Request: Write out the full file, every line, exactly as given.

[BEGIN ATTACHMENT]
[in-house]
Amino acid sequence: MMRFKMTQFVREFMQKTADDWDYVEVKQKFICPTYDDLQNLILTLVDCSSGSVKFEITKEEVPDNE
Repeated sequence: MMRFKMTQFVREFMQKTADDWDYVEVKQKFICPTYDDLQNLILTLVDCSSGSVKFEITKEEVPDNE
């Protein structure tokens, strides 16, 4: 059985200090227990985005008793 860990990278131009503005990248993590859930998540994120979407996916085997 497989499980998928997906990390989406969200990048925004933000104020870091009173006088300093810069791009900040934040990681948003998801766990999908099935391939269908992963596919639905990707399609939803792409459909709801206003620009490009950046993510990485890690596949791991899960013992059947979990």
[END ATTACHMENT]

[in-house]
Amino acid sequence: MMRFKMTQFVREFMQKTADDWDYVEVKQKFICPTYDDLQNLILTLVDCSSGSVKFEITKEEVPDNE
Repeated sequence: MMRFKMTQFVREFMQKTADDWDYVEVKQKFICPTYDDLQNLILTLVDCSSGSVKFEITKEEVPDNE
């Protein structure tokens, strides 16, 4: 059985200090227990985005008793 860990990278131009503005990248993590859930998540994120979407996916085997 497989499980998928997906990390989406969200990048925004933000104020870091009173006088300093810069791009900040934040990681948003998801766990999908099935391939269908992963596919639905990707399609939803792409459909709801206003620009490009950046993510990485890690596949791991899960013992059947979990």